The energy giant, which imposed the highest price hike last winter, received 10 times as many complaints as its best-performing rival.
The Citizens Advice Bureau found that between October and December last year, the German company was inundated with 306 complaints for every 100,000 of its customers.
That is three times as many as the second-worst performing supplier, ScottishPower, which attracted 100.5 complaints per 100,000 customers.
The revelation is the latest in a series of blows for Npower, which was heavily criticised when it imposed inflation-busting price rises of 10.4% last October.
The firm's new billing system has been blamed for causing widespread frustration and anger among its customers, who have complained of being hit with inaccurate charges.
The problems appear to have taken their toll on the supplier's ratings, as its complaint figures have increased by 300% from January 2012 to the latest figures for December 2013.
The Citizens Advice Bureau (CAB) branded the findings "unacceptable" and said that customers were having their finances plunged into disarray because of failures in the firm's billing system.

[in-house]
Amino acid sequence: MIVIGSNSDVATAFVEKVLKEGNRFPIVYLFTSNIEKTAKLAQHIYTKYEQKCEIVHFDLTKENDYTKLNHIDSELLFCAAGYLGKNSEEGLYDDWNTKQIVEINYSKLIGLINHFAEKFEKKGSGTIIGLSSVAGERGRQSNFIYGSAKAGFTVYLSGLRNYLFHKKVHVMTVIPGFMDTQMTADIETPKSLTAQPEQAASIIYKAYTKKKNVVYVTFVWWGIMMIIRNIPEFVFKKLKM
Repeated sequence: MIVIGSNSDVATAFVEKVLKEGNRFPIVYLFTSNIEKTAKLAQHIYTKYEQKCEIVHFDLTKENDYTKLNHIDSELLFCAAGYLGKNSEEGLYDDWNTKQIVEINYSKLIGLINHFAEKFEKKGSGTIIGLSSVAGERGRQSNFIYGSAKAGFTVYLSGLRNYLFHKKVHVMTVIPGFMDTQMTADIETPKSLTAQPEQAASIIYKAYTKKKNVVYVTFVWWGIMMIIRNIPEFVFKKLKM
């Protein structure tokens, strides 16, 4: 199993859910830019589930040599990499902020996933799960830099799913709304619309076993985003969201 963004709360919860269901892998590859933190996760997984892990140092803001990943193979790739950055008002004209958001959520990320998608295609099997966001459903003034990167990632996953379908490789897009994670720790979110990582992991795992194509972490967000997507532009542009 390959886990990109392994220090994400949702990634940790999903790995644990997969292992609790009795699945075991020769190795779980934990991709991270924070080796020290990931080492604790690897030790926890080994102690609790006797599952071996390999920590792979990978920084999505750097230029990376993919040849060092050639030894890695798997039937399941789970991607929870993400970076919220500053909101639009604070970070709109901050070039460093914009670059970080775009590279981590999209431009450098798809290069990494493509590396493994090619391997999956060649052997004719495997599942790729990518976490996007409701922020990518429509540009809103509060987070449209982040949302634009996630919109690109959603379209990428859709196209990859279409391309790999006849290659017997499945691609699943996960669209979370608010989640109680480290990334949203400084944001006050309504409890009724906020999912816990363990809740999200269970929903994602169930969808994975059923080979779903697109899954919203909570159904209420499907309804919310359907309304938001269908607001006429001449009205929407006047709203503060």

UK CAB chief executive Gillian Guy said: "Things are getting worse, not better, for Npower customers.
"It is unacceptable that Npower has not yet sorted out the serious failings in its billing systems and customer service which are causing so many complaints and serious problems for its customers.
"For well over a year now some Npower customers have been finding their finances thrown into chaos.
"Some are not receiving bills and others are ending up in debt because their direct debit was cancelled."
Npower, which has 5.9 million customers in the UK, has been bottom of the energy complaints league table since the end of 2012, the study said. The main gripes are bills arriving late, payments being stopped and new accounts not being set up.
Margaret Lynch, chief executive of Citizens Advice Scotland, warned that energy price-rises have left many homes having to make the impossible choice of heating their homes or putting food on the table.
She said: "Fuel poverty is a particular issue in Scotland, due to the colder climate and the poor quality of housing stock in many rural areas. The CAB service sees many people now who are simply unable to pay their bills.
"Many have to choose between heating their home and putting food on the table."
EDF was the third lowest scoring of the Big Six with E.ON fourth. Perth-based SSE was the best performing, with British Gas coming second and receiving 53.7 complaints per 100,000 clients.